But, why?

There has been a lot of research conducted about sexual trauma. A lot of the research is directed to find the answer to what i call the Why questions:
Why, do sexual offenders offend?Why do they not receive rehabilitation?Why do male survivors not come forward? Why is there more treatment and support for female survivors vs male survivors?
Those are seemingly the why questions that has led to more research and conversation.
The conversations that have been suppressed all of these years.The conversations that are going to change the world.But, finally the conversations around male survivors are getting louder.

While, there is an entirely different set of why questions that lead to answering one of the big WHY questions Why don’t men come forward, after being sexually assaulted?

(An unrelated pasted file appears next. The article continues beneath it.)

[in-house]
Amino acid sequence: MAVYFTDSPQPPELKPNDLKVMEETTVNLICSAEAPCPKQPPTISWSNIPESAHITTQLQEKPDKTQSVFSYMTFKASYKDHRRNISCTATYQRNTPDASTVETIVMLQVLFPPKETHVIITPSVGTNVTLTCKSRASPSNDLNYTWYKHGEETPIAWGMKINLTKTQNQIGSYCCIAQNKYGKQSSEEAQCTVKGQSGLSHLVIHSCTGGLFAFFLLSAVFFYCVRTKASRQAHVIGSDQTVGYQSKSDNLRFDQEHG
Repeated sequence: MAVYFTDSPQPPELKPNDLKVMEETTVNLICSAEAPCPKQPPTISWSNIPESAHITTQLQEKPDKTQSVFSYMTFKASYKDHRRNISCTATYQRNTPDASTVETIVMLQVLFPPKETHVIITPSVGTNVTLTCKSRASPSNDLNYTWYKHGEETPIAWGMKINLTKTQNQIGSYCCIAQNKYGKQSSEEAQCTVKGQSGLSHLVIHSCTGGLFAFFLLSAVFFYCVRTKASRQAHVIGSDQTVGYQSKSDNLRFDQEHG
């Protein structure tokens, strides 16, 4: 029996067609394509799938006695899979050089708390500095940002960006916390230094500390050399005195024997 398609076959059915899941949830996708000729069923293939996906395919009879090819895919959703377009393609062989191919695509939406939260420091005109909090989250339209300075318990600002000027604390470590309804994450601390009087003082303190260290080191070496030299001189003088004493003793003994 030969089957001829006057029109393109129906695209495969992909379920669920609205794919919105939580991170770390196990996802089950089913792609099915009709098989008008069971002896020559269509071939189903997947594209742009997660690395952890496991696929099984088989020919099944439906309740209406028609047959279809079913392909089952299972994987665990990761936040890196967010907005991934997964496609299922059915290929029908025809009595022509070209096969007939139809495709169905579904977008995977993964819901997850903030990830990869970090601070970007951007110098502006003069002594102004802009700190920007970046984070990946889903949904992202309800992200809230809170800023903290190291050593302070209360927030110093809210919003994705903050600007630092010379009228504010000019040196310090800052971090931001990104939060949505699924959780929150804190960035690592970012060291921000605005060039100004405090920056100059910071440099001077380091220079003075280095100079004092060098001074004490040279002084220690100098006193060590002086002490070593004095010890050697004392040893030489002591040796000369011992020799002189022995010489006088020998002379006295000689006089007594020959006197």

It has been noted in multiple publications, and within research. That the act of sexual assault, is not even truly about the sexuality aspect of the event. No matter what the gender of the offender or of the offended. Sexual assault is about power and control.
It is a thought that male rape only happens in prisons. Little known fact, that is extremely untrue. These acts are happening around us everyday.

You should never question an individual that has experience sexual trauma. Would you question a woman that finally had the courage to seek support? So why would you question a man?

Questions to NEVER ask a rape survivor

  • You didn’t like?
  • Do you feel gay now?
  • What happened?
  • Are you sure that was rape?
  • Why didn’t you fight back or try and get away?

Anything that starts with “why” or “at least”.

Things that can be HELPFUL!